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June 1941


Arch Ophthalmol. 1941;25(6):1050-1052. doi:10.1001/archopht.1941.00870120132013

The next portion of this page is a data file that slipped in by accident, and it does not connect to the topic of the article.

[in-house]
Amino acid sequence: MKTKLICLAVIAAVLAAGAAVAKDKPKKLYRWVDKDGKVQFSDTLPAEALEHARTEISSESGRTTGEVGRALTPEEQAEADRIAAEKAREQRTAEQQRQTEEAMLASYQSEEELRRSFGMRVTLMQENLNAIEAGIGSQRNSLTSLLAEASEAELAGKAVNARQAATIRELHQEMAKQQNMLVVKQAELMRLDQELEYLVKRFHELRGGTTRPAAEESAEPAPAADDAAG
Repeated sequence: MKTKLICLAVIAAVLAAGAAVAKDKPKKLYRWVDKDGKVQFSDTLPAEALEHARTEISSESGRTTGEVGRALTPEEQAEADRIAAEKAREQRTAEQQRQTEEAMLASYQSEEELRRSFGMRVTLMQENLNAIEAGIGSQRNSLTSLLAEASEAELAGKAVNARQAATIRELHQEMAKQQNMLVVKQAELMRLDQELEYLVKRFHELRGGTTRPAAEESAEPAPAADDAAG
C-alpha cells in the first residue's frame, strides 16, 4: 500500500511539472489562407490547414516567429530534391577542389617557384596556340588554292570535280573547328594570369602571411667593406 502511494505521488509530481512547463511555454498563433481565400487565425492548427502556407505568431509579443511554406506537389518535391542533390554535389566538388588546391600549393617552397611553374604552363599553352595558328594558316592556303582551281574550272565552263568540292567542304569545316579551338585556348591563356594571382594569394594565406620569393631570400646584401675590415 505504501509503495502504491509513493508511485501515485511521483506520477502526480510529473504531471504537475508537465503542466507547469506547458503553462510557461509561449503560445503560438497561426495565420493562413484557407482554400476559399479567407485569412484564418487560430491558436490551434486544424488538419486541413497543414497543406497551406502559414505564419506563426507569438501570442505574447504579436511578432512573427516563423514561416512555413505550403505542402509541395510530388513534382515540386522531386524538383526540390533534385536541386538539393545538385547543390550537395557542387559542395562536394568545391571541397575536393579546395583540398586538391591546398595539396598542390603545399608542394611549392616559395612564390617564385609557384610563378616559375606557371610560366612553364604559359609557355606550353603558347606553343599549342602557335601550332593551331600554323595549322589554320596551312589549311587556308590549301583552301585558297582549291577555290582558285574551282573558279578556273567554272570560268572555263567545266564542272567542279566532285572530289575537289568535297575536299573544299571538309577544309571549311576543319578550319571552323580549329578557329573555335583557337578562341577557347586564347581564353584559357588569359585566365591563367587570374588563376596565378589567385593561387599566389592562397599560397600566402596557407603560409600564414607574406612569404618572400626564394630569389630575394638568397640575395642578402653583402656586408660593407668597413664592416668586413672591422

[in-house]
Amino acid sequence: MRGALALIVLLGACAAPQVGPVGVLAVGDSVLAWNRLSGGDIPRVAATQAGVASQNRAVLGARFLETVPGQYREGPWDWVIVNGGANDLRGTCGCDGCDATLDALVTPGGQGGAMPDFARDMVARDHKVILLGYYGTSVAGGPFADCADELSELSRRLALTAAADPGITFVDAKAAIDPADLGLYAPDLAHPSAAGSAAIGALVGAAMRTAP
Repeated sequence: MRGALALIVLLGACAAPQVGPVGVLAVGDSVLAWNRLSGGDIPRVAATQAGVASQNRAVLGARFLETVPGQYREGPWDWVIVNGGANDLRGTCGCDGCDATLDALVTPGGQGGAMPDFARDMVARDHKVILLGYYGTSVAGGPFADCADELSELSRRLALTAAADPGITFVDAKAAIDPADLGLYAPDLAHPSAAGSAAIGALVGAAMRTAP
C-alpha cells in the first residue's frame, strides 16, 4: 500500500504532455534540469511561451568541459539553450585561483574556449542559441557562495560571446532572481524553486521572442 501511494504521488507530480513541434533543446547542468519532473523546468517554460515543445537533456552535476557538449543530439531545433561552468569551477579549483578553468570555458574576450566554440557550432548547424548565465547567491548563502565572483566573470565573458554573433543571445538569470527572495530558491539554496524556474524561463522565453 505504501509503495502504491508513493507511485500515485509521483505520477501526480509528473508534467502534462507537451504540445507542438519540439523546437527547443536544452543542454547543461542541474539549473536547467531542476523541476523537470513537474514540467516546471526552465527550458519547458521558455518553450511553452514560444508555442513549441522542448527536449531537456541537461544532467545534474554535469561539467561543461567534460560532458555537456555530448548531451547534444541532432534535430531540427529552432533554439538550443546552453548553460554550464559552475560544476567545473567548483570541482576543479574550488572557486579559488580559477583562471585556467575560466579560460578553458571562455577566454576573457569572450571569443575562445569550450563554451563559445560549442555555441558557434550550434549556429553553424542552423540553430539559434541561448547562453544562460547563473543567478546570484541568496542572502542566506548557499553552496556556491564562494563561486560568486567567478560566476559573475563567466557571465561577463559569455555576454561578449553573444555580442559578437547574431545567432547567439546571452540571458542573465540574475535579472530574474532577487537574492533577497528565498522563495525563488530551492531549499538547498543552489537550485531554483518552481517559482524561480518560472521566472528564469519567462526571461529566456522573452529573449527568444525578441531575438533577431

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To the Editor:  —Apropos of Dr. David G. Cogan's article on "Some Ocular Phenomena Produced with Polarized Light," in the March 1941 issue of the Archives (Arch. Ophth.25: 391 [March] 1941), I wish to make a few remarks concerning polarized light.Prior to the revolutionary invention of polaroid by Edwin H. Land, of the Polaroid Corporation, investigators in the field of polarized light employed Nicol prisms of calcite. Polarizing accessories were constructed for the biomicroscope and the ophthalmoscope, and several papers have appeared giving details of ophthalmic studies. In fact, a Nicol polarized ophthalmoscope devised by Cardell in England has been sold commercially. Nearly all the problems of the optics of polarized light had been worked out prior to Land's invention—which provided the long-sought wide aperture polarizing contrivance—and now a resurgence of interest in this absorbing field of optics is well on the way.Professor B. Strampelli, of the

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